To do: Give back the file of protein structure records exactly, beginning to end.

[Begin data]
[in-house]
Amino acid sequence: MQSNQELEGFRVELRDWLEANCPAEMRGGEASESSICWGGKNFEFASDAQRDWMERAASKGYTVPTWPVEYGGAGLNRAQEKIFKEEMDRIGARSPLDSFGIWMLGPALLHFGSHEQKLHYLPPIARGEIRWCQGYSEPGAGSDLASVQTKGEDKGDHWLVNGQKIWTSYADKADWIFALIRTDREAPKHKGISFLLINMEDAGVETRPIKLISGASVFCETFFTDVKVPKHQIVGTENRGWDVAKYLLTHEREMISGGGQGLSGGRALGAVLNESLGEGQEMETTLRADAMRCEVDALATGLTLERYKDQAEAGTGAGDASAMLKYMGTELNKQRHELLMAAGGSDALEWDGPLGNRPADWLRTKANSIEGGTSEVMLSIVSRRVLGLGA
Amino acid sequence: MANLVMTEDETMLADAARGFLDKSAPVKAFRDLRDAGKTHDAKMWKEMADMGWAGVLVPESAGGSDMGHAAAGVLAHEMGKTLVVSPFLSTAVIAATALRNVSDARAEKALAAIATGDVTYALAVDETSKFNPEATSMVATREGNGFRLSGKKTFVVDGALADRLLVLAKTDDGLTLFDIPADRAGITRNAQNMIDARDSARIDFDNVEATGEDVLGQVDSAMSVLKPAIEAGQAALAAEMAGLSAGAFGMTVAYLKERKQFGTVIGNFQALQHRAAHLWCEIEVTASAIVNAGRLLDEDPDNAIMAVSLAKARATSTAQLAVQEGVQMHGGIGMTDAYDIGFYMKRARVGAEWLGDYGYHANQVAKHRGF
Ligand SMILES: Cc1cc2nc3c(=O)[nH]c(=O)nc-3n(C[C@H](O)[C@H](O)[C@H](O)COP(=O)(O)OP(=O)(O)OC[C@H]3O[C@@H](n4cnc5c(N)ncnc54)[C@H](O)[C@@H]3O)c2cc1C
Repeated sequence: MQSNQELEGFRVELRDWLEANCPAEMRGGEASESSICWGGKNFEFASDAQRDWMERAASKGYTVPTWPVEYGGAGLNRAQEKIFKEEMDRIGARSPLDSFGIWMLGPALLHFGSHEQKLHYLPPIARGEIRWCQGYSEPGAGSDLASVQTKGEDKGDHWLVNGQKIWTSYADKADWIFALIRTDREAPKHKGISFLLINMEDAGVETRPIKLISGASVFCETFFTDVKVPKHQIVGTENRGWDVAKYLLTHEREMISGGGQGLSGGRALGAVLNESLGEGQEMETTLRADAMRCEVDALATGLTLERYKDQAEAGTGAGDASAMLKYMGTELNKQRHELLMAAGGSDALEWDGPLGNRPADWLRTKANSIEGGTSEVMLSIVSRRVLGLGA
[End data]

[in-house]
Amino acid sequence: MQSNQELEGFRVELRDWLEANCPAEMRGGEASESSICWGGKNFEFASDAQRDWMERAASKGYTVPTWPVEYGGAGLNRAQEKIFKEEMDRIGARSPLDSFGIWMLGPALLHFGSHEQKLHYLPPIARGEIRWCQGYSEPGAGSDLASVQTKGEDKGDHWLVNGQKIWTSYADKADWIFALIRTDREAPKHKGISFLLINMEDAGVETRPIKLISGASVFCETFFTDVKVPKHQIVGTENRGWDVAKYLLTHEREMISGGGQGLSGGRALGAVLNESLGEGQEMETTLRADAMRCEVDALATGLTLERYKDQAEAGTGAGDASAMLKYMGTELNKQRHELLMAAGGSDALEWDGPLGNRPADWLRTKANSIEGGTSEVMLSIVSRRVLGLGA
Amino acid sequence: MANLVMTEDETMLADAARGFLDKSAPVKAFRDLRDAGKTHDAKMWKEMADMGWAGVLVPESAGGSDMGHAAAGVLAHEMGKTLVVSPFLSTAVIAATALRNVSDARAEKALAAIATGDVTYALAVDETSKFNPEATSMVATREGNGFRLSGKKTFVVDGALADRLLVLAKTDDGLTLFDIPADRAGITRNAQNMIDARDSARIDFDNVEATGEDVLGQVDSAMSVLKPAIEAGQAALAAEMAGLSAGAFGMTVAYLKERKQFGTVIGNFQALQHRAAHLWCEIEVTASAIVNAGRLLDEDPDNAIMAVSLAKARATSTAQLAVQEGVQMHGGIGMTDAYDIGFYMKRARVGAEWLGDYGYHANQVAKHRGF
Ligand SMILES: Cc1cc2nc3c(=O)[nH]c(=O)nc-3n(C[C@H](O)[C@H](O)[C@H](O)COP(=O)(O)OP(=O)(O)OC[C@H]3O[C@@H](n4cnc5c(N)ncnc54)[C@H](O)[C@@H]3O)c2cc1C
Repeated sequence: MQSNQELEGFRVELRDWLEANCPAEMRGGEASESSICWGGKNFEFASDAQRDWMERAASKGYTVPTWPVEYGGAGLNRAQEKIFKEEMDRIGARSPLDSFGIWMLGPALLHFGSHEQKLHYLPPIARGEIRWCQGYSEPGAGSDLASVQTKGEDKGDHWLVNGQKIWTSYADKADWIFALIRTDREAPKHKGISFLLINMEDAGVETRPIKLISGASVFCETFFTDVKVPKHQIVGTENRGWDVAKYLLTHEREMISGGGQGLSGGRALGAVLNESLGEGQEMETTLRADAMRCEVDALATGLTLERYKDQAEAGTGAGDASAMLKYMGTELNKQRHELLMAAGGSDALEWDGPLGNRPADWLRTKANSIEGGTSEVMLSIVSRRVLGLGA